Last week we looked over a few considerations for T’au forces including the efficacy of Drones and Saviour Protocols, what scenarios it was preferable to use the Automated Targeting System, which weapon was preferable for the XV88 Broadside, and which main gun was preferable for the XV104 Riptide. This week we’re going to examine when it’s in the best interest of the T’au player to allocate a wound to a Riptide or apply Saviour Protocols.
This is also the start of a slightly different approach for Hammer of Math. Rather than put together comprehensive articles, we’re going to drill down on specific questions and maintain a more concise format. If you have any ideas or questions that we should answer, we’d love to hear about them! We’ve put together a form for you to submit your ideas and requests. Thank you so much for reading!
For a full overview of the Riptide, the rules regarding Savior Protocols, and the impact of this ability on damaging a vehicle we highly recommend you check out the Start Competing: T’au Empire article as well as last week’s Hammer of Math. When fielding a Riptide protected by Shield Drones, there are two major questions that must be addressed when it’s being shot at, typically in this order:
- Should the T’au player activate Nova Shield for a 3+ invulnerable save at the expense of a mortal wound?
- Assuming the Riptide was targeted, does the T’au player activate Saviour Protocols or take the wound on the Riptide?
We’ll tackle these in reverse order since the final outcome dictates the other answers.
Not the board game (which is fun), but the concept. In the vast majority of real world situations, particularly ones dealing with safety or expenses, there is rarely an absolutely correct answer. Often the possible outcomes exist on a spectrum. Risk management is the process of understanding, analyzing, and mitigating risk so that the spectrum of possible outcomes is as favorable as possible while balancing the benefits and consequences. Risk itself is the function of probability and consequence, and generally focuses on negative outcomes. A high-risk outcome is one with a high probability of occurring and producing a highly negative result. A low-risk outcome is one that has a low probability of occurring and a minor outcome. Working around high-risk and low-risk outcomes is relatively easy; the tricky part is in the middle, balancing the medium-risk options. Things with really bad consequences but low likelihood, or minor consequences but high likelihood. You apply risk management when you understand the risks and either accept the risk or mitigate it through some kind of action intended to reduce the probability of occurrence or the impact of the consequence.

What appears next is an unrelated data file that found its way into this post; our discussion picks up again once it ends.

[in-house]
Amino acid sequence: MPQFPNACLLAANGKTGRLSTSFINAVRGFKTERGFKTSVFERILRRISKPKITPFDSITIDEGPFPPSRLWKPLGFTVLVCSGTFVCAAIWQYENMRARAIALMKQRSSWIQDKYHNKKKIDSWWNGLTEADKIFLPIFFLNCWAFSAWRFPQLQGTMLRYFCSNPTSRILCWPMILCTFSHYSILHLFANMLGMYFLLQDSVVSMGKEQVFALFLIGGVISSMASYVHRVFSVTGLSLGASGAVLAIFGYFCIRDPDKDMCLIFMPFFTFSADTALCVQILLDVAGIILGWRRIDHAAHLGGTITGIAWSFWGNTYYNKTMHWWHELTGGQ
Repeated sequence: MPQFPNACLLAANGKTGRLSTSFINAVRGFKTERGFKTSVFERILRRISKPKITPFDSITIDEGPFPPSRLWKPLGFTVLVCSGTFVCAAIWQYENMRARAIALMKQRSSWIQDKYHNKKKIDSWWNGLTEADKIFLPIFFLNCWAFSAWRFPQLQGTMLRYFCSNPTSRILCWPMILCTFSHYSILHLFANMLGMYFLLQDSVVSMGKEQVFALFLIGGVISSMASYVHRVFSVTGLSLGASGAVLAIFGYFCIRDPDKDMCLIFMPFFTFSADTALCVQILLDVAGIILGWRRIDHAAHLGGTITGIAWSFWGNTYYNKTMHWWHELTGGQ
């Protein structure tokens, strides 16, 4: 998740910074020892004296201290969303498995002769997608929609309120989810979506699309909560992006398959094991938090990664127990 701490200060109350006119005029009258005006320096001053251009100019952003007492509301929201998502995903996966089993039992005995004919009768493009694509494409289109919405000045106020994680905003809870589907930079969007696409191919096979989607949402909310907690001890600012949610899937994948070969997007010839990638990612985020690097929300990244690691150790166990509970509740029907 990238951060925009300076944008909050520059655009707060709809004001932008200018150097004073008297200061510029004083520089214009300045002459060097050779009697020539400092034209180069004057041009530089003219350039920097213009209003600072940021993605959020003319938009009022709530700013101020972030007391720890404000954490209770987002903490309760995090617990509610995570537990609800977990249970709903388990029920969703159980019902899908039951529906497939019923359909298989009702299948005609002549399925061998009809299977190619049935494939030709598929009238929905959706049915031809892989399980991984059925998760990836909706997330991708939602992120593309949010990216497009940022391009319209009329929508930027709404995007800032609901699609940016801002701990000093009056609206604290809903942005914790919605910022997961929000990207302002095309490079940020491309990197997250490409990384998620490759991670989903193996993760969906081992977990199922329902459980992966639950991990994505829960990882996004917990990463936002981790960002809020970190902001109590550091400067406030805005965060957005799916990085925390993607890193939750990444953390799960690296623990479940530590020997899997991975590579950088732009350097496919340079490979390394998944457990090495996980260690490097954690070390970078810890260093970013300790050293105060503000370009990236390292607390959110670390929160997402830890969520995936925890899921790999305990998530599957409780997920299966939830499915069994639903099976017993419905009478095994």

You make risk management decisions every time you play Warhammer 40K. It starts off with your choice of army list; you look at the meta and the probability of what you might face and tailor the list to mitigate the impact. Perhaps you bring two or three of a critical unit, or leave out a unit that’s vulnerable to something prevalent, or create an entire list built around countering a popular force you might see a lot of. You also make risk management decisions with every decision you make in the game. Is the benefit of exposing a unit and getting a better shot worth the increased chance of it being destroyed if you fail to kill something? Is it worth taking a wound on the improved save of a Riptide instead of sacrificing a Shield Drone?
The reason I bring this up is because the kinds of questions we’ll be answering in Hammer of Math are not always going to have obvious answers or even singularly correct ones. It’s up to you as the player to manage your own risk and balance the probabilities and consequences. The goal of these articles is to provide you with the information needed to make that decision.
When Should You Use Saviour Protocols?
In order to answer this question we need to first establish our desired outcome. For the purpose of this exercise our goal is to minimize the amount of damage dealt to any unit. The Riptide has a 2+ armour save complemented by either a 5+ or 3+ invulnerable save. Because Saviour Protocols occurs after the wound roll is made the only values that matter at that point are AP and damage. We address this question as an expected value problem; look at the distribution of wounds as the product of the weapon damage, the probability of the wound being transferred to the Drone (if appropriate), and the probability of the wound being disregarded through a save or FNP.